SADC vows 'proportionate' response to 'heinous' Mozambique terror attacks

SADC vows 'proportionate' response to 'heinous' Mozambique terror attacks
2 min read
SADC leaders met in Mozambique's capital on Thursday to discuss their response to rising terror in the country.
Many have been internally displaced by the violence in Mozambique [AFP/Getty]
Southern Africa's regional bloc on Thursday vowed a "proportionate" response to jihadists who last month raided a key town in northern Mozambique in a sharp escalation of a three-year-old insurgency.

Six presidents from the Southern African Development Community (SADC) held emergency talks in the Mozambican capital Maputo, two weeks after the attack on the town of Palma left dozens dead and forced thousands from their homes.

Read more: Islamic State group says seized Mozambique town of Palma

The summit "affirmed that such heinous attacks cannot be allowed to continue without a proportionate regional response," the bloc said in a statement. 

The 16-member grouping said it was committed to contributing towards efforts to restore peace in the area but did not specify what support it was offering. 

It said a "technical" team would immediately be deployed to Maputo, without giving details of the tasks of the panel nor its composition.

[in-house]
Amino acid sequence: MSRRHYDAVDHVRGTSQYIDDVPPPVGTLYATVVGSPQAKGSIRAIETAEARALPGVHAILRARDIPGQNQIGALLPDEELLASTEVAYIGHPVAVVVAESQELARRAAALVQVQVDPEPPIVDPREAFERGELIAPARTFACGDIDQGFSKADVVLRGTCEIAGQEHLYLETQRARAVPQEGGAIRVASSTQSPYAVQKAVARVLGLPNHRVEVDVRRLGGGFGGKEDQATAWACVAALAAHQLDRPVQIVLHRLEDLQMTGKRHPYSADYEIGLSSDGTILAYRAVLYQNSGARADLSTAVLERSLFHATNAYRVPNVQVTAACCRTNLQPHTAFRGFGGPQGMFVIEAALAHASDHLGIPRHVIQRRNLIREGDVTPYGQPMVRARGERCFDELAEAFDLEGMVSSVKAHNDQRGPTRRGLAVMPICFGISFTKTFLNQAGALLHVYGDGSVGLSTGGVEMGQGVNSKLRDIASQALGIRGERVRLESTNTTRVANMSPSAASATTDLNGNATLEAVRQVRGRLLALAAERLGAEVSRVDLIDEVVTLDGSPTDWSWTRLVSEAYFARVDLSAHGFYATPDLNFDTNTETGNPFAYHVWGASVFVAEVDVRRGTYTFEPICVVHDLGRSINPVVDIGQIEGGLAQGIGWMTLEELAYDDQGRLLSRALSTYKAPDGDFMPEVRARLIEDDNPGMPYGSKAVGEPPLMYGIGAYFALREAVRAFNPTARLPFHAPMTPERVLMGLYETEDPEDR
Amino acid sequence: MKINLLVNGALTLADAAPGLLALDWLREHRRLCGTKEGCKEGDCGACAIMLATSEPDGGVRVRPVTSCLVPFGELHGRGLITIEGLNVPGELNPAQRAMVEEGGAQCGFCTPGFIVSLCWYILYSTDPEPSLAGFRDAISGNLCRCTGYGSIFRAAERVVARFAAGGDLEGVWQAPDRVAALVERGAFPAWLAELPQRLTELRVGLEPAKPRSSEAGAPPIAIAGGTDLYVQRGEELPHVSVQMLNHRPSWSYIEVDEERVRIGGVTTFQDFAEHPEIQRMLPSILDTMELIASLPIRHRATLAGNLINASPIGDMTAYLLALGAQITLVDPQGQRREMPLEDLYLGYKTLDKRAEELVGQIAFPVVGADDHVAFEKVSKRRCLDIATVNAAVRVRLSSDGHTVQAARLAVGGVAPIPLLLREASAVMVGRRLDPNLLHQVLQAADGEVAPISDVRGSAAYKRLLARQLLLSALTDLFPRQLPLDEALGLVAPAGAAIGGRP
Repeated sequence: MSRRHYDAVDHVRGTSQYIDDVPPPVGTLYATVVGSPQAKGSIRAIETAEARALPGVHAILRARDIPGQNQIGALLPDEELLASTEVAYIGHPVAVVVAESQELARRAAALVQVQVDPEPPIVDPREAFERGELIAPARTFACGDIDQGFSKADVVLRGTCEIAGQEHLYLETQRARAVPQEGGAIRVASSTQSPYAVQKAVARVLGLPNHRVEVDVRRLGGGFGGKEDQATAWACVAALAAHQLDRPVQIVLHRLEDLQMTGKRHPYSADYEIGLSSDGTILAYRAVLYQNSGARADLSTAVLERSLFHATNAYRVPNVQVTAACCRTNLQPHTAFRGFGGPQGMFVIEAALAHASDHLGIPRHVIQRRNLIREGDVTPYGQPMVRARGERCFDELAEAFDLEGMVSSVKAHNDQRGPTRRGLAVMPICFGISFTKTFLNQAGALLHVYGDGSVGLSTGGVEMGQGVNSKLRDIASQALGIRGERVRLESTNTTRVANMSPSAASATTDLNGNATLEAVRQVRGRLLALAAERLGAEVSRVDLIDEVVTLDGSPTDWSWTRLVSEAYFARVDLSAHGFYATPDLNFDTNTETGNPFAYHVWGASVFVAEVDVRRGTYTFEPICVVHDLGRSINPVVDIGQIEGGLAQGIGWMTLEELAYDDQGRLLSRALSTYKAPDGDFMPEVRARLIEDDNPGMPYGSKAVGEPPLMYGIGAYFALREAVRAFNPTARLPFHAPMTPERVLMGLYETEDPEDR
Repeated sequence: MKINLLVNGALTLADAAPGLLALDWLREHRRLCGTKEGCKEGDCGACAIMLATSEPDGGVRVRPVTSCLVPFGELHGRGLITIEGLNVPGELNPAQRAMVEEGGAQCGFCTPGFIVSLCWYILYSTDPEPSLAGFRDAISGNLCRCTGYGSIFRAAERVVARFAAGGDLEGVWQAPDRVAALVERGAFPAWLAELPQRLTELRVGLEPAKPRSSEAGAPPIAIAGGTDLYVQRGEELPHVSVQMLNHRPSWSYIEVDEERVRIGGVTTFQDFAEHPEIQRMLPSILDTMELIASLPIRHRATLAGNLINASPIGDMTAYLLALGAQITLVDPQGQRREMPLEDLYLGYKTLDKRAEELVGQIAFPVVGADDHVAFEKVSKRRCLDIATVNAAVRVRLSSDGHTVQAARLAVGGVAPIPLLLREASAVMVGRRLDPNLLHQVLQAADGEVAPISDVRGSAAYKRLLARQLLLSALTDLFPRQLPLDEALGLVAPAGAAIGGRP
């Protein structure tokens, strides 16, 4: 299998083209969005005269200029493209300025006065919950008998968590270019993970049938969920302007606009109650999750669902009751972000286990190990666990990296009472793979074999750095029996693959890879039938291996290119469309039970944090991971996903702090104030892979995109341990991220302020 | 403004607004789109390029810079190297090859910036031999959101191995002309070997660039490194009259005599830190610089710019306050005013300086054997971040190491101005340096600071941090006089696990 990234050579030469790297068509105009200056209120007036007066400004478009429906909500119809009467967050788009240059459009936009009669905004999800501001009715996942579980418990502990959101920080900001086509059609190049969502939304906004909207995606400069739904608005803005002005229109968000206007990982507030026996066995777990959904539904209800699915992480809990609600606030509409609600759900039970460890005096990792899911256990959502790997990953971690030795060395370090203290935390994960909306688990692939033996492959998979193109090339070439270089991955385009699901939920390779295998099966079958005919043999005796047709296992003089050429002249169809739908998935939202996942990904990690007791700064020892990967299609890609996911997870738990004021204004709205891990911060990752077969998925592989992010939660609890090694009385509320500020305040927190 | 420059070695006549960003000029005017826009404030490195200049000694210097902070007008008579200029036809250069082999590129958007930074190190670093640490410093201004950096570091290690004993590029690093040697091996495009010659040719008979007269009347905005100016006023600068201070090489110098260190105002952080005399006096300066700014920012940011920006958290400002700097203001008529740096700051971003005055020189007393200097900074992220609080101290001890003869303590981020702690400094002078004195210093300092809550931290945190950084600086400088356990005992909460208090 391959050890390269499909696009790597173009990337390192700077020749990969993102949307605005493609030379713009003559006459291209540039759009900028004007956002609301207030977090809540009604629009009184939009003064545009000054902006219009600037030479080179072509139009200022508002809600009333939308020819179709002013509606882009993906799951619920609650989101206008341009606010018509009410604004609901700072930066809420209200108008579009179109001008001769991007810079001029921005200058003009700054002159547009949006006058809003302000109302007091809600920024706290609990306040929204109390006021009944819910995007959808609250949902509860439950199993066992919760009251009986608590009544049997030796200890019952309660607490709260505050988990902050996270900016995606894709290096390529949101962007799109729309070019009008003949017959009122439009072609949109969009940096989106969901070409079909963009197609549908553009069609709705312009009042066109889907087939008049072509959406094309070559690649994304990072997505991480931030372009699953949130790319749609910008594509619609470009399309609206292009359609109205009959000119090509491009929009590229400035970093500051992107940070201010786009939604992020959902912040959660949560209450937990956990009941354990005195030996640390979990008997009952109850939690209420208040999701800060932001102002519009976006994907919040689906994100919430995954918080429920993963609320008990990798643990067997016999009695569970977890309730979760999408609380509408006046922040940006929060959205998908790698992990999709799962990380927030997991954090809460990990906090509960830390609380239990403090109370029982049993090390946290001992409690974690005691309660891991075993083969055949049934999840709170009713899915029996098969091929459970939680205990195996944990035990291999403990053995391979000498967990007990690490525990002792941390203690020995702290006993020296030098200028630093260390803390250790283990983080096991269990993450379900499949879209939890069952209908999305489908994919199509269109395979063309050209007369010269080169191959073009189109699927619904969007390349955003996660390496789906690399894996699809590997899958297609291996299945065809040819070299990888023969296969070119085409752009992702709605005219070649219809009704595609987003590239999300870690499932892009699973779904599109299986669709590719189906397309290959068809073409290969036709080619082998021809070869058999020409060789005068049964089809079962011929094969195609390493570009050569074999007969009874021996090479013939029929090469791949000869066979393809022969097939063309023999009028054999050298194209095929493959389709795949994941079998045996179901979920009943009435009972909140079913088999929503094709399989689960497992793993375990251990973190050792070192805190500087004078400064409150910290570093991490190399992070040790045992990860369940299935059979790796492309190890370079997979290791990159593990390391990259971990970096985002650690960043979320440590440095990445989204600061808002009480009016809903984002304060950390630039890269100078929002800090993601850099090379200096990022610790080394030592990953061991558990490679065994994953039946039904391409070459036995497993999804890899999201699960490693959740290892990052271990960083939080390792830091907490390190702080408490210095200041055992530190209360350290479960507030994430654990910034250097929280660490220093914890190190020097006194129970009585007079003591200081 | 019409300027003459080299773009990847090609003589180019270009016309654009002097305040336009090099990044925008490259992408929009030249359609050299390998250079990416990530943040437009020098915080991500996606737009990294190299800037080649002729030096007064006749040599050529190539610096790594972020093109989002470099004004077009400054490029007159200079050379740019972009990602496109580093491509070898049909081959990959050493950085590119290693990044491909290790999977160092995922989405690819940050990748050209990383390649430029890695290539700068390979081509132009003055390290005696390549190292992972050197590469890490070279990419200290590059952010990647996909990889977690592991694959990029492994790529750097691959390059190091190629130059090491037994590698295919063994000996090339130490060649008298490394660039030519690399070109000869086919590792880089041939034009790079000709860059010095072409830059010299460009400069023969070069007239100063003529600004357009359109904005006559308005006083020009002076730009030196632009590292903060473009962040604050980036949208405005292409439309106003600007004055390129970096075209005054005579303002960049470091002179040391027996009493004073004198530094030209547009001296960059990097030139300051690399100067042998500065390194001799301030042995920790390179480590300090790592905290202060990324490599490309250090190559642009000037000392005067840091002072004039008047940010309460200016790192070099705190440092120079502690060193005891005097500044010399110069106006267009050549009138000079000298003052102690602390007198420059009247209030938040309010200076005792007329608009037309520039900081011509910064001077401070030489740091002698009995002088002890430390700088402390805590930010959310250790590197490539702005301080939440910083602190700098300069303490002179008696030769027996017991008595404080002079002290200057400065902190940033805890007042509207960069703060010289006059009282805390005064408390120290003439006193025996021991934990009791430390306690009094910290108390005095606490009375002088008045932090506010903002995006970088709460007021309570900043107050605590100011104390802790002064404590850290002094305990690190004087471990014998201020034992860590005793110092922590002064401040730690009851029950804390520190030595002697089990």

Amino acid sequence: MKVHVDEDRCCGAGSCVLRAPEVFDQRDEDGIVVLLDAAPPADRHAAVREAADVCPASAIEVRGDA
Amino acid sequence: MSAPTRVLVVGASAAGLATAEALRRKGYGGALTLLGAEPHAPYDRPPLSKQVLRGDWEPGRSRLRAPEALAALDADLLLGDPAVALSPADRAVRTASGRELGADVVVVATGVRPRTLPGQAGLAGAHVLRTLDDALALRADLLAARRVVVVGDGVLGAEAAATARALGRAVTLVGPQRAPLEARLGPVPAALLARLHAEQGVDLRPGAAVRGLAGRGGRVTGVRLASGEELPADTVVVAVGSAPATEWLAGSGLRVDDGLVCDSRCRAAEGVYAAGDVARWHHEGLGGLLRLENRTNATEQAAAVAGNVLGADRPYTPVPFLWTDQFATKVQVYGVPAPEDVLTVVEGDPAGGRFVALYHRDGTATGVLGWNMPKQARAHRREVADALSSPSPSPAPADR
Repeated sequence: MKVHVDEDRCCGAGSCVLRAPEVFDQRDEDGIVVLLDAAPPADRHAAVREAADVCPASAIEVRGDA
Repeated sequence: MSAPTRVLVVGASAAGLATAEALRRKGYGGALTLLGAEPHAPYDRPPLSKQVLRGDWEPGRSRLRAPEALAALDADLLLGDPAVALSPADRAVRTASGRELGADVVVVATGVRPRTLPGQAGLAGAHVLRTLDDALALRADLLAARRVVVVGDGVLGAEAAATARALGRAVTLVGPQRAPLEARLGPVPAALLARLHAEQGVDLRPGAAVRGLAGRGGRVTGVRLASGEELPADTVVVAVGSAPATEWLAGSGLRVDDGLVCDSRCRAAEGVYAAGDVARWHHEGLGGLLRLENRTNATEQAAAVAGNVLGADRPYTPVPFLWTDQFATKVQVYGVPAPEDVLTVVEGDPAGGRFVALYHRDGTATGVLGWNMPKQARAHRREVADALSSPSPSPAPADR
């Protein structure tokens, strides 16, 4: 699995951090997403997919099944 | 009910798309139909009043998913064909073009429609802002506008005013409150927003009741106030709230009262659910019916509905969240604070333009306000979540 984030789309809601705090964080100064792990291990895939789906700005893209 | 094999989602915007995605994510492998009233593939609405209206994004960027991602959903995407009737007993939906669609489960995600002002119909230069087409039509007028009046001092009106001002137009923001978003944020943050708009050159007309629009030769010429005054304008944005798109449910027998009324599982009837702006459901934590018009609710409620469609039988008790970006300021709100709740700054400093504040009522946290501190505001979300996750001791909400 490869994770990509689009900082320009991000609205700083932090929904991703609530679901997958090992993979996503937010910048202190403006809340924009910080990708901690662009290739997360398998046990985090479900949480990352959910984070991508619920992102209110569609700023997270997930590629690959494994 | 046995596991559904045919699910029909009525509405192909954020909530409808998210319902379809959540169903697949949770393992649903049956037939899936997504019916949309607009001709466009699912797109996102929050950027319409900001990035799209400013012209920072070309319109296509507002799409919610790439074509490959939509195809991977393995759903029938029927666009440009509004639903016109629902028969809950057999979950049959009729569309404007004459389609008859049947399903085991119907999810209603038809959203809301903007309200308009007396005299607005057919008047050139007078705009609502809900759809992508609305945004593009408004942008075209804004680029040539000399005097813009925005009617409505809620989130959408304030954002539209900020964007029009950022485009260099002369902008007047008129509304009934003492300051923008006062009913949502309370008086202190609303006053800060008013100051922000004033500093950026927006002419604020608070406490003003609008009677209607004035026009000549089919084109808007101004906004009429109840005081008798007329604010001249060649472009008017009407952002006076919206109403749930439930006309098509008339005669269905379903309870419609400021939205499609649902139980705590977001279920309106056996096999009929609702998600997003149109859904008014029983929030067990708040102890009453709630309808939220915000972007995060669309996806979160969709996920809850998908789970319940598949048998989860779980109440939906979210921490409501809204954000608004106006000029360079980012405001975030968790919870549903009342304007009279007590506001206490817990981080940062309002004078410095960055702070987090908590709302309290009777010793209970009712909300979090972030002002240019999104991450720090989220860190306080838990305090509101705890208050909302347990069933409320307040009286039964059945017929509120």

Leaders of Mozambique, Malawi, Tanzania, Botswana, South Africa and Zimbabwe attended the meeting. 

Mozambique President Filipe Nyusi on Wednesday said the insurgents had been forced out of Palma and that his government was "evaluating" its needs for external support.

"It is not about empty pride, it is about a sense of sovereignty," he said.

"No war is won if it is not clear from the start, [about] what must be done by our country and what must be done by the allies."  

Southern Africa had enjoyed relative stability compared to other regions in recent years until insurgents started battering Mozambique's Cabo Delgado province.

In a coordinated attack, insurgents seized Palma, a port that lies close to a multi-billion-dollar liquid natural gas (LNG) project viewed as crucial for the Mozambican economy.

The assault claimed dozens of lives, according to the authorities, while the UN says more than 11,000 were forced to flee. Total, the French energy giant behind the LNG project, has withdrawn its personnel from the site.

Known locally as Al-Shabaab - but with no known relation to the Somali group of the same name - Cabo Delgado's jihadists have launched more than 800 raids on towns and villages in an apparent bid to establish an Islamic caliphate.

The violence has killed over 2,600 people and uprooted around three-quarters of a million others, according to estimates.

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